I read that a new survey shows that less than half of Americans go to church, which is very troubling. What is the Catholic Church doing about that?
There have been several recent polls about religions and religious practice. The important distinction with the most recent Gallup survey was that it did not cite “not going to church” but rather, not belonging to a particular house of worship. Gallup states that, “far fewer, now less than half of Americans, have a formal membership with a specific house of worship.”
That distinction is important is because it confirms what we have seen in our daily lives. Most of us know Catholics who attend Mass but have never joined a parish. There seems to be a feeling among many Catholics that joining a specific parish is not that important.
There are many reasons for this. Our society is far more mobile than it ever was. In the past, parish membership was almost automatic. Today, people do not really settle down easily, whether due to employment, preferences, family obligations, etc., and they say, “I may only be here for a little while, so, why join a parish?”
Another factor is that a significant number of Catholics contend that their faith is personal and they do not need to affiliate to practice the faith. Interestingly, I have observed this among college students and young adults. While there are active Catholic centers around their campus or neighborhood, they tend to worship in a large nearby church, often the local cathedral. Why? It seems that they are searching and working out religion in their lives and they say they need some anonymity to do that without the pressure of belonging.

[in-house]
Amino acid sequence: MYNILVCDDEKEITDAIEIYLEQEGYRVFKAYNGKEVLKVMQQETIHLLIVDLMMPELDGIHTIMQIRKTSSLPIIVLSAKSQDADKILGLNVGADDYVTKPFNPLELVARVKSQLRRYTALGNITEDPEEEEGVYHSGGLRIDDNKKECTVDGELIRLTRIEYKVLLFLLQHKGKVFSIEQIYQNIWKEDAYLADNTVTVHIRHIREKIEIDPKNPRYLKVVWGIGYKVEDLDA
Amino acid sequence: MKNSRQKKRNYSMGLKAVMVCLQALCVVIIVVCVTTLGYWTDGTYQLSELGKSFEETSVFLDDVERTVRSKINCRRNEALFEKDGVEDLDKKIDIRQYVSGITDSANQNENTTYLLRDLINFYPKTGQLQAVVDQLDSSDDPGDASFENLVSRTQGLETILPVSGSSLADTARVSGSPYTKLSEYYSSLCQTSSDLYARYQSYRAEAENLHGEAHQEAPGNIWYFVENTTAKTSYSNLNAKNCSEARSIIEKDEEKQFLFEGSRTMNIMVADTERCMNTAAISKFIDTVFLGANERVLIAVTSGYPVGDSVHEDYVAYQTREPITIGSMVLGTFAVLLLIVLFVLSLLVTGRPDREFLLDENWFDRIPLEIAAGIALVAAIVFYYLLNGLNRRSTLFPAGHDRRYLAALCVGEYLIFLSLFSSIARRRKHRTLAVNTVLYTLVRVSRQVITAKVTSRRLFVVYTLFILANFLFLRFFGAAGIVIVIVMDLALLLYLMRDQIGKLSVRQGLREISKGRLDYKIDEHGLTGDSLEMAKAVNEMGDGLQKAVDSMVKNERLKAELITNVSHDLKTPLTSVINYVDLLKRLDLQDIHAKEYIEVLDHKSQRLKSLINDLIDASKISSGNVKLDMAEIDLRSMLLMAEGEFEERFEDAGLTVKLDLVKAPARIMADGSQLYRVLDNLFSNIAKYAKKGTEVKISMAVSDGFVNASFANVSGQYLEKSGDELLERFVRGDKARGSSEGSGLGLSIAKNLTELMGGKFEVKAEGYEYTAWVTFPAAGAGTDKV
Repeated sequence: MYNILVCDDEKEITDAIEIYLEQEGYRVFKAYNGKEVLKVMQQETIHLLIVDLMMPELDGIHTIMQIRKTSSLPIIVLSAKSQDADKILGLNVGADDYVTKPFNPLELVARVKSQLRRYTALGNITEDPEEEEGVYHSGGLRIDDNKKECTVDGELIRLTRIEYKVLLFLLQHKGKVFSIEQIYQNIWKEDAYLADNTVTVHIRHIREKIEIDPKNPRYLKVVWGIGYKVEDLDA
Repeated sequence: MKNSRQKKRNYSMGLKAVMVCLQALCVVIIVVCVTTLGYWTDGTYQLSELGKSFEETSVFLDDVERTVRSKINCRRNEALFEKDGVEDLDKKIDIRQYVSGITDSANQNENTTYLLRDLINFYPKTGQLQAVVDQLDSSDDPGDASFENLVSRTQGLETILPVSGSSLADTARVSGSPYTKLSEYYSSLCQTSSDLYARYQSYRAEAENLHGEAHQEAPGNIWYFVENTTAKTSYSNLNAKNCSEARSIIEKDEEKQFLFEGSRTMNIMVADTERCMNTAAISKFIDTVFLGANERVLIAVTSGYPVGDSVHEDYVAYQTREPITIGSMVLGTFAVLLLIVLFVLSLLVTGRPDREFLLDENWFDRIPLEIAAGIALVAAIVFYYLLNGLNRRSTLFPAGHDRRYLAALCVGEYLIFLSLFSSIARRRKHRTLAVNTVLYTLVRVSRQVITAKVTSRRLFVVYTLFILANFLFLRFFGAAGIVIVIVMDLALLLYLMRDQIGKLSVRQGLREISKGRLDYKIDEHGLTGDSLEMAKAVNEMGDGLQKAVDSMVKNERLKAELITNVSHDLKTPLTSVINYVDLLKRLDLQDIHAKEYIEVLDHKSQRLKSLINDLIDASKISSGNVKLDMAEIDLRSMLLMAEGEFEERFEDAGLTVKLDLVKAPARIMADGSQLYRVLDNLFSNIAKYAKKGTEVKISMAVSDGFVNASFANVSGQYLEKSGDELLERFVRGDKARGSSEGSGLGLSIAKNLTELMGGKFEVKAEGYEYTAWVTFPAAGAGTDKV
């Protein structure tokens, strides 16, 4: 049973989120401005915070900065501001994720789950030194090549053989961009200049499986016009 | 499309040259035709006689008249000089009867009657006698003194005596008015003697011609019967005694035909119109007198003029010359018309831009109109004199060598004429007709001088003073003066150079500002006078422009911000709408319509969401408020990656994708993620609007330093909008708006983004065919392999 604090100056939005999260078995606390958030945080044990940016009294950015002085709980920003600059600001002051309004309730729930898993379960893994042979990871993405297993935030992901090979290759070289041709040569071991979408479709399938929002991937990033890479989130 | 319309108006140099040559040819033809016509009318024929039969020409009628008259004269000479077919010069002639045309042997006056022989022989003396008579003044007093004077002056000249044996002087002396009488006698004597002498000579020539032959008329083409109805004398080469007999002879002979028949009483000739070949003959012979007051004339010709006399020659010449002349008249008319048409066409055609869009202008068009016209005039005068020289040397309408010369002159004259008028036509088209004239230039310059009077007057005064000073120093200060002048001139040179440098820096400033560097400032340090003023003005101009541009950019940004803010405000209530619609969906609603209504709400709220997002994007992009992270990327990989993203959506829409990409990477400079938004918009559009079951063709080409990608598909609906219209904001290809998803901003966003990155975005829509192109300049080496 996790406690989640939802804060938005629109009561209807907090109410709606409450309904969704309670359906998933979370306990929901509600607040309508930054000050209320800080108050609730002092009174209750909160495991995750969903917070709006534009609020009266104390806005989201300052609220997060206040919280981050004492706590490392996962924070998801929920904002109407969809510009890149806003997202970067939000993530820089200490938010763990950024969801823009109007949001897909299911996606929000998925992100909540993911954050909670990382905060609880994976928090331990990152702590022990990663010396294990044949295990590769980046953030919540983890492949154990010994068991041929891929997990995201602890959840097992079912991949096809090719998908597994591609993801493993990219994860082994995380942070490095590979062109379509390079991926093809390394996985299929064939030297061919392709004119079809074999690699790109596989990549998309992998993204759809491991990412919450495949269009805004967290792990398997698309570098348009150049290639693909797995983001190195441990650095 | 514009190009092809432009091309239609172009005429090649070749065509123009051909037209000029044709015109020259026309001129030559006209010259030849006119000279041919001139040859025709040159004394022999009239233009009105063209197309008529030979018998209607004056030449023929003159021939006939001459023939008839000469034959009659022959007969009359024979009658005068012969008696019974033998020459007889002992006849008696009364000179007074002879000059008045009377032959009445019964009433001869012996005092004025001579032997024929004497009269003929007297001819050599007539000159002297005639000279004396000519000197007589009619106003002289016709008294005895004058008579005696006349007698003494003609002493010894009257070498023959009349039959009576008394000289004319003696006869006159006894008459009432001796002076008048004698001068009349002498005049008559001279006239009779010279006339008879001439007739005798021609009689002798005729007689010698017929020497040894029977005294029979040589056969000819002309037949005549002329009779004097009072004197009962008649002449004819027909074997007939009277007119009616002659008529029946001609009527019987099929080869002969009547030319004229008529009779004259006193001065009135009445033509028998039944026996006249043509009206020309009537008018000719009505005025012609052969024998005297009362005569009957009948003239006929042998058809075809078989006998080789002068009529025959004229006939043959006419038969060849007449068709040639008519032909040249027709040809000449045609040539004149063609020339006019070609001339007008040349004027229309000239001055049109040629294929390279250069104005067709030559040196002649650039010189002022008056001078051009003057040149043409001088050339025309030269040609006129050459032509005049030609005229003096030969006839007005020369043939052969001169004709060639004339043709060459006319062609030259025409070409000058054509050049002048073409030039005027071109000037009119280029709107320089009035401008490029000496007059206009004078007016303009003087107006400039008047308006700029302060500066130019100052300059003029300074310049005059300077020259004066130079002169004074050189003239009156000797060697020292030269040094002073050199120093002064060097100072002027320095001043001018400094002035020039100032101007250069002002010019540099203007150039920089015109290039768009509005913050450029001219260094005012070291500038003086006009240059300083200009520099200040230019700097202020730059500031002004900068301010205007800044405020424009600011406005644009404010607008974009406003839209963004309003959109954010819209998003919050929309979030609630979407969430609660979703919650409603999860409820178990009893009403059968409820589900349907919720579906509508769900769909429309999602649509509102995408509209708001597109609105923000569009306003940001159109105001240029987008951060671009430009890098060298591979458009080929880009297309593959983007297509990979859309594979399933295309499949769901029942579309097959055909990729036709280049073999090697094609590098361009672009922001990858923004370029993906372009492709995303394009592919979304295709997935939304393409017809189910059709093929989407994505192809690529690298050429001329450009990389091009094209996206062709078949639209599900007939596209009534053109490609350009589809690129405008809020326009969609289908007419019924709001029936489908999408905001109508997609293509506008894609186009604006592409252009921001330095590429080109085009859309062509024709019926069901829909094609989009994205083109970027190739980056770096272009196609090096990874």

While at times we like to have things neatly tied up and counted, that is not where many people are today.
What can the Catholic Church do about this? Programs of evangelization on multiple levels and platforms are critically important. Many dioceses and parishes are doing that. But most important is the sense of welcome that a parish can provide. The way we treat one another at Mass and the way we talk about what is happening in our parishes will very well prove to be the deciding factor in a person’s visit becoming membership or at least consistent active involvement.
People will join our parishes if there is a “value added.” They might ask what they would receive in return. If it is just contribution envelopes, we have failed. But if joining provides an avenue for interaction and inclusion, we have done a great service. However, it is not just what people get, but what they can contribute. Too often we focus on what our parish can do for you rather than what a difference you can make in our parish.
Is there hope in all this? Yes. Another study from the Pew Research Center conducted last summer showed that “three in 10 Americans reported stronger personal faith due to the pandemic.” None of us knows for sure what our post-pandemic lives and parishes will look like. But we cannot afford to sit back and wait to see what happens. We need to have a strategy for what we want our parishes to be.
Photo by Dena Koenig Photography